So, in 2012, Google changed its algorithm to consider the quality of the domain each link was from. This means that getting links from ‘high quality’ domains, such as the websites of national newspapers, has become paramount.
‘The goal is to get as many links as possible from websites with a domain authority of above 90 – which The Times is, for example,’ says Sparey. ‘But SEOs don’t care if the link comes from The Times or the University of Sunderland, which is also above 90. And they don’t care who the readership is.’
Ho says he believes PRs and SEOs are also taking advantage of the difficulties many newspapers and broadcasters have found themselves in, in recent years.
‘Newspapers’ costs have been rising and their revenues are down. SEOs and marketeers know this. The practice of demanding links is exploiting the fact that newspapers are struggling.’ PR professionals claim this is the work of SEOs only.
As Sparey says: ‘This is SEOs trying to do PR, using the spray and pray method.’ Paul Beadle, who recently moved to the communications team at NFU Mutual but was previously at digital PR firm MRM, says: ‘There is a massive divide between SEOs and PRs on this. SEOs and digital marketing professionals have the view that everything on the web is ‘content’ and should link on to further ‘content’.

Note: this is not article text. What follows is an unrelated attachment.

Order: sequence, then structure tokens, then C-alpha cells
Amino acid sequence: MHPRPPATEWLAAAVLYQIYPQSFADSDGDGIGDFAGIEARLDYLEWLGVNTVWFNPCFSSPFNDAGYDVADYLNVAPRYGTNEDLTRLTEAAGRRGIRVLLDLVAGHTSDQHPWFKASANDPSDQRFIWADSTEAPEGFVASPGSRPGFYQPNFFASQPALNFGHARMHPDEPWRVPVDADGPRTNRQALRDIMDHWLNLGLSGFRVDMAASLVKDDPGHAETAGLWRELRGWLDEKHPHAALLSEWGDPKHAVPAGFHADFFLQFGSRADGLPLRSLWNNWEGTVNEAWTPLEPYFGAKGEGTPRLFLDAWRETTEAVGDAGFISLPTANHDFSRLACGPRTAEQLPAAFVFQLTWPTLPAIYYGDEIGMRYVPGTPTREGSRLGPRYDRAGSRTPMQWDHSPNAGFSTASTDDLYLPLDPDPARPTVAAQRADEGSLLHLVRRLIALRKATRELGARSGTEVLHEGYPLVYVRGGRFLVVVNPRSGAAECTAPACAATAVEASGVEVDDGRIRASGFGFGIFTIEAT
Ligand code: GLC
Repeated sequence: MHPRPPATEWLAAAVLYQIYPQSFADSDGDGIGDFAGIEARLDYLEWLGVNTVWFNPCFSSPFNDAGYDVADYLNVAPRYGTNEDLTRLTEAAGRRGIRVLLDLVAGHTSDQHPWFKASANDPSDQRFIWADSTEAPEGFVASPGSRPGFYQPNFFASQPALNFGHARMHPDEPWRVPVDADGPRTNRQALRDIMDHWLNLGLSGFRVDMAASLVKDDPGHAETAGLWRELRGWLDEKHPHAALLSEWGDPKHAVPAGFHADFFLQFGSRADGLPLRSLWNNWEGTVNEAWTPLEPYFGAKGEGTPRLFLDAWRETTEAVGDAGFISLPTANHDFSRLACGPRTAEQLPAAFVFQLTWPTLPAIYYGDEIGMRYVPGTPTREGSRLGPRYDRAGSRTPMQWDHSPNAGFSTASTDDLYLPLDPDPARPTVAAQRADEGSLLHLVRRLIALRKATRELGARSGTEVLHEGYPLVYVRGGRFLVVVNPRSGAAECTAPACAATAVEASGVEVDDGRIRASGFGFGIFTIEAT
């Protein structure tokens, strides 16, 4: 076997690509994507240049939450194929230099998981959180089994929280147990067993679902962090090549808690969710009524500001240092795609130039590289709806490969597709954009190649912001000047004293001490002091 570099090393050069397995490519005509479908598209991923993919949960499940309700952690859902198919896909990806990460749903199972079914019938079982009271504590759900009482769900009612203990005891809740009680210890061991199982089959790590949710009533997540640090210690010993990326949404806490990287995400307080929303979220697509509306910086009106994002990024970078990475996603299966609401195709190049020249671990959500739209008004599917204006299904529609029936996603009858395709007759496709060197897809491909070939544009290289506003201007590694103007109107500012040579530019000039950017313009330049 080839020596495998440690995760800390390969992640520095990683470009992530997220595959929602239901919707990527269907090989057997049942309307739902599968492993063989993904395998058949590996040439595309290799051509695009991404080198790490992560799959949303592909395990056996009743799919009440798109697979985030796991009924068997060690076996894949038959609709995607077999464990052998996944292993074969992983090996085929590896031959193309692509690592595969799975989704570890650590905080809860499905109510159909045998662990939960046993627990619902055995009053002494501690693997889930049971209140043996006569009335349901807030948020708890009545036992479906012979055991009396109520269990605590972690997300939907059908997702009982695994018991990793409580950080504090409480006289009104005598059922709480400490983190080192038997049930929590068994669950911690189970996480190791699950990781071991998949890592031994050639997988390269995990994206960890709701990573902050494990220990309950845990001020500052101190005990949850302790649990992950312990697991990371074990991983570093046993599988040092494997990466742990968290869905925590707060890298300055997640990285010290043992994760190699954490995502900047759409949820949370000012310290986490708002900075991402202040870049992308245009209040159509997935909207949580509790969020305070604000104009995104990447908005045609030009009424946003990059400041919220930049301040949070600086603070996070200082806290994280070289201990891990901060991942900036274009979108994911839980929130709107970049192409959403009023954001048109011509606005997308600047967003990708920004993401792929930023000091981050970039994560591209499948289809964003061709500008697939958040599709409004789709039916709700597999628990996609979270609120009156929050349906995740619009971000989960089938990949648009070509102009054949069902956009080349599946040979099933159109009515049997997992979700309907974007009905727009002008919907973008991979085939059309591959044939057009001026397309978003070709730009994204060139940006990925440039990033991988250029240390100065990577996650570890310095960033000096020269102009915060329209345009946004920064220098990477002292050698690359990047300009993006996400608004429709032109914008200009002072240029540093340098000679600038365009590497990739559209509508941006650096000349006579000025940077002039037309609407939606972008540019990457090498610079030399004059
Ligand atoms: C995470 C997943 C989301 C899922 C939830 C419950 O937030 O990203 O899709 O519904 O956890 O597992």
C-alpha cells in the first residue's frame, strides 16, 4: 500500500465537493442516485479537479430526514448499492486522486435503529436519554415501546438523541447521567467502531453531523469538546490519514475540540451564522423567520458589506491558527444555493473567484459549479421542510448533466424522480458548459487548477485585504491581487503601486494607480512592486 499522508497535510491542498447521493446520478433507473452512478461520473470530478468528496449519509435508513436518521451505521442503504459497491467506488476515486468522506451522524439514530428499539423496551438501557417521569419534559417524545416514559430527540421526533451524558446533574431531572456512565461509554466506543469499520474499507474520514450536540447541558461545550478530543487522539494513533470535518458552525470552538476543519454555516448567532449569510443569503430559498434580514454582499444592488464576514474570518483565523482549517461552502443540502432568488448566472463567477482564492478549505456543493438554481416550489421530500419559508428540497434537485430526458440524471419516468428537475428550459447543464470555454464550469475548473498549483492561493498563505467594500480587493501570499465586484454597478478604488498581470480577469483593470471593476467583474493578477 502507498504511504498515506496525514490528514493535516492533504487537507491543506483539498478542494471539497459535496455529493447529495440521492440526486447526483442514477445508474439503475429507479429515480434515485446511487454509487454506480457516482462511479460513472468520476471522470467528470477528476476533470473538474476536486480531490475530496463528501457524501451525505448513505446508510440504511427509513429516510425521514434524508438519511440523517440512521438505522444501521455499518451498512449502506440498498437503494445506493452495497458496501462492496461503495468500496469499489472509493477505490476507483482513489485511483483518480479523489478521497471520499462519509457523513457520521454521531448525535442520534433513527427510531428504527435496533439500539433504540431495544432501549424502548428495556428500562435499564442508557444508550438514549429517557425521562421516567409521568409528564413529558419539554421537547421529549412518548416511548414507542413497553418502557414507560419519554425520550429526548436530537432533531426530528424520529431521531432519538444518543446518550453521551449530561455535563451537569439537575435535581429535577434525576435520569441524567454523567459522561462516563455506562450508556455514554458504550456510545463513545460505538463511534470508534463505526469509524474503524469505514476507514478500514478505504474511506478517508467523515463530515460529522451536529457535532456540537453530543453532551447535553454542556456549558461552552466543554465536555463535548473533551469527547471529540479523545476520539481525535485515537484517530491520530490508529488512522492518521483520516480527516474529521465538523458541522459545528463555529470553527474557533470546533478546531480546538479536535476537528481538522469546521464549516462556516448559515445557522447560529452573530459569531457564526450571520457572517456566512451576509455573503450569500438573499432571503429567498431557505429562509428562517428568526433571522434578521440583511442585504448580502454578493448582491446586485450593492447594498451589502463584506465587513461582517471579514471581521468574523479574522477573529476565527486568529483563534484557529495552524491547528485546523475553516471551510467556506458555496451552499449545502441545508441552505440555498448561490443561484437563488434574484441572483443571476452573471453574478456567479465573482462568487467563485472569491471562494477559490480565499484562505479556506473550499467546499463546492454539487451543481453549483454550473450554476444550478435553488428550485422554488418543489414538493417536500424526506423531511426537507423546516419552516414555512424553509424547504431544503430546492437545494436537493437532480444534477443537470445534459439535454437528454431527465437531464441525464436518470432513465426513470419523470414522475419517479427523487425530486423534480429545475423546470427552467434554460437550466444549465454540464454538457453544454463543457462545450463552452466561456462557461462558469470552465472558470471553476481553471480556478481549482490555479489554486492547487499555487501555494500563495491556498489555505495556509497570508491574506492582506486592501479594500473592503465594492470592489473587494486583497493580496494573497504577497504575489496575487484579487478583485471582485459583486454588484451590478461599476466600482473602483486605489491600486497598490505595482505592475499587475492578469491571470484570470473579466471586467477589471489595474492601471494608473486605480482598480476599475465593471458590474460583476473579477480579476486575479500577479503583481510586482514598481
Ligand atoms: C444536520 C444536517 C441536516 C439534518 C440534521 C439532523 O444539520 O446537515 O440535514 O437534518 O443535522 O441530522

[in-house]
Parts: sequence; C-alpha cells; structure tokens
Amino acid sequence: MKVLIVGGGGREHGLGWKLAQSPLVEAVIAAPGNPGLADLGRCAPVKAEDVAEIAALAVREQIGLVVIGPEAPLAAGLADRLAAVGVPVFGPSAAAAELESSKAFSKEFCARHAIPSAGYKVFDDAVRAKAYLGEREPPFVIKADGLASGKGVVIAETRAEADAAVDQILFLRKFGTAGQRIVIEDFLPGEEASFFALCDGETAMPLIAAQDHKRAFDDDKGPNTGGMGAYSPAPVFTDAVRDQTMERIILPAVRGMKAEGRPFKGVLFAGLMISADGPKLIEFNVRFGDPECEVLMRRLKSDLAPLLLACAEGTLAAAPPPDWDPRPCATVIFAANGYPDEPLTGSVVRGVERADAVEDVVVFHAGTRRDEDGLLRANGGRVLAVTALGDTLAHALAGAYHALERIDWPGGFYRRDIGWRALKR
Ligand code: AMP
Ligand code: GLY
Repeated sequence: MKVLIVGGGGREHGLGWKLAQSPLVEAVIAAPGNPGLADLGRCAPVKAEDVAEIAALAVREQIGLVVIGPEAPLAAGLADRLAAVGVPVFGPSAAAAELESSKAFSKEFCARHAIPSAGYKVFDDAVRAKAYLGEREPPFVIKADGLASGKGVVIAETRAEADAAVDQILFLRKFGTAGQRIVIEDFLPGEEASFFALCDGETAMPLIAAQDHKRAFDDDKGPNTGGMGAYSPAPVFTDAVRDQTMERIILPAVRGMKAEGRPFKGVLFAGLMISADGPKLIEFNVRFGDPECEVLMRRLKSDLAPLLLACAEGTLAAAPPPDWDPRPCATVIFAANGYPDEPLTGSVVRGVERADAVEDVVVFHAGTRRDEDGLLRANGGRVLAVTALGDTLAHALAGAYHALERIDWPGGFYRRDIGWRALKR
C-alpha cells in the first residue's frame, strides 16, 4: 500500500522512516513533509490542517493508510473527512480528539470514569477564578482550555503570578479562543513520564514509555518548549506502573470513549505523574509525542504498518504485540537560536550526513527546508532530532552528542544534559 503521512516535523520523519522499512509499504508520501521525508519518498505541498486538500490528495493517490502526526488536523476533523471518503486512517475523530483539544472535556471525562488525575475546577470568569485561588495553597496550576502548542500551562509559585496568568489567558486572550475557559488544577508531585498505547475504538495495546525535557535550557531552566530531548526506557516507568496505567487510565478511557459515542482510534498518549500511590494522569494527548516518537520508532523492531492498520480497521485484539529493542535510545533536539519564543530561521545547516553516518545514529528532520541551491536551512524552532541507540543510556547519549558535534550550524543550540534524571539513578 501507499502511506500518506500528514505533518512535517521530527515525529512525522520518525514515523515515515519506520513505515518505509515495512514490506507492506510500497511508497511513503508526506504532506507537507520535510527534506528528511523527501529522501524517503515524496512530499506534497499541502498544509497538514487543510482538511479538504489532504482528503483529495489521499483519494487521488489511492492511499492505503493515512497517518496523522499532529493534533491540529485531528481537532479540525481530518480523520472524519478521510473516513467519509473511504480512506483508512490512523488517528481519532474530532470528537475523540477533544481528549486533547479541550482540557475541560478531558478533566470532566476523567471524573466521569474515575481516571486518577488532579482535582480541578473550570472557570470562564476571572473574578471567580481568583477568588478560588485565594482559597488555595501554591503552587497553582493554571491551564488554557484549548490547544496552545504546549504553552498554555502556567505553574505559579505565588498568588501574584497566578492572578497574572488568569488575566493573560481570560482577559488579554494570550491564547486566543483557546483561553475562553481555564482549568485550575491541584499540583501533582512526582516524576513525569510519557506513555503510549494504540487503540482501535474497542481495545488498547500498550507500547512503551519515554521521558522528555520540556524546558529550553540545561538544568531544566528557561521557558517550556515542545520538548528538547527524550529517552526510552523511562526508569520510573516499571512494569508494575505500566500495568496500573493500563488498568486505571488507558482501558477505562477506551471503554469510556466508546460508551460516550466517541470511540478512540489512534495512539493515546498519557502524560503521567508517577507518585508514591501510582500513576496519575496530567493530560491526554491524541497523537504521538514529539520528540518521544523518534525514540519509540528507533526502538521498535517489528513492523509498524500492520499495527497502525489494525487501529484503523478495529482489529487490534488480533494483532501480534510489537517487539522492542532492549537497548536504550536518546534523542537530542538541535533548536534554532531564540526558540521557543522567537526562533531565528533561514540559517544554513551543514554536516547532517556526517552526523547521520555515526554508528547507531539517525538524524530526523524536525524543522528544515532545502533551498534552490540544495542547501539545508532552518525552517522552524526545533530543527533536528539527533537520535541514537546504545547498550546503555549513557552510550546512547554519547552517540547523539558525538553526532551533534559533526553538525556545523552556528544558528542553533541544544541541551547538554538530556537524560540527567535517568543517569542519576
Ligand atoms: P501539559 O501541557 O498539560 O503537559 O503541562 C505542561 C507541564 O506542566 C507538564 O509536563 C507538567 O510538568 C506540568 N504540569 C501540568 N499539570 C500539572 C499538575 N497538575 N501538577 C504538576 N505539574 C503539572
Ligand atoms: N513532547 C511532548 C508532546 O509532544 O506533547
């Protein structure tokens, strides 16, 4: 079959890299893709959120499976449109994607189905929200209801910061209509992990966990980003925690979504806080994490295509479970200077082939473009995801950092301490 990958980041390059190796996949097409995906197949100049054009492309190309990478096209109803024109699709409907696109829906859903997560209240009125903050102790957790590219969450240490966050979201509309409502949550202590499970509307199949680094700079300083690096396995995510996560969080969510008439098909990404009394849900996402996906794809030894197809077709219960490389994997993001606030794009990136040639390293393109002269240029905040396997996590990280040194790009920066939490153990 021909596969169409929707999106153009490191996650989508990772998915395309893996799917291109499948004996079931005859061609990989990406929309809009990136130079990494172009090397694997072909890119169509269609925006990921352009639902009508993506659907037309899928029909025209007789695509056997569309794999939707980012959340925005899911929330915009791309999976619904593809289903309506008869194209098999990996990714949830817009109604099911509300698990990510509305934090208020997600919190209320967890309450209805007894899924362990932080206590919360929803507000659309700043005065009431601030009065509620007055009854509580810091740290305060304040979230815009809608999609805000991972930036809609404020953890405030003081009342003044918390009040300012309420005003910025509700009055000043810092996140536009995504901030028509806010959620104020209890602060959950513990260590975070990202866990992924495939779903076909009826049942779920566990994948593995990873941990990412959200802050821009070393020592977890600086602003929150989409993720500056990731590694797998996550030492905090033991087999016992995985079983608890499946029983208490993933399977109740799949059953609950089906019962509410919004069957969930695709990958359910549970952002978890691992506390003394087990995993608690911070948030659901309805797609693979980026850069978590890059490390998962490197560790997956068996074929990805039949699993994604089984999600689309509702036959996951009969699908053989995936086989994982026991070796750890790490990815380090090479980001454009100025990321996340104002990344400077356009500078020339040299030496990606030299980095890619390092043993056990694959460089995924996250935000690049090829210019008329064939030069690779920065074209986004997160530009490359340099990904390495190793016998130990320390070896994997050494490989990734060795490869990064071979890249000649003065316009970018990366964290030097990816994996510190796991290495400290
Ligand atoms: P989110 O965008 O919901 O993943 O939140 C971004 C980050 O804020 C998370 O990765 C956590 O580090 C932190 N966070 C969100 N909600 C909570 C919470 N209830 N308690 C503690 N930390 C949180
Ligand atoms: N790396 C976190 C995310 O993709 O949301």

‘But I believe that a journalist’s job is to create news. It is very different to ‘writing content’ just to get a link back to your own website.’
Journalists have a different view on who, exactly, is doing this, however. Ho says this has become part of standard PR practice: ‘Sadly, I get this all the time and it’s the PRs that do it. I don’t hear from SEOs at all. It’s the second-tier PRs and below that do it – you won’t get Brunswick doing it.’
But should anyone be asking for links at all? David Fraser, who runs Ready10, a PR-for-SEO agency, says yes. ‘I take exception to the view that it is unacceptable to ask for a link at all; it is not an unreasonable request. ‘The World Wide Web is supposed to link resources, that is what it was created for – for sites to be able to link to other sites, so why wouldn’t you link to a company in a story?’
SEOs and digital marketing professionals have the view that everything on the web is ‘content’ and should link on to further ‘content’
According to Fraser, there is always a quid pro quo when a PR gives something – information, research or an interview, for example, – to a journalist. ‘I think journalists need to appreciate more that PR is not free content provision.’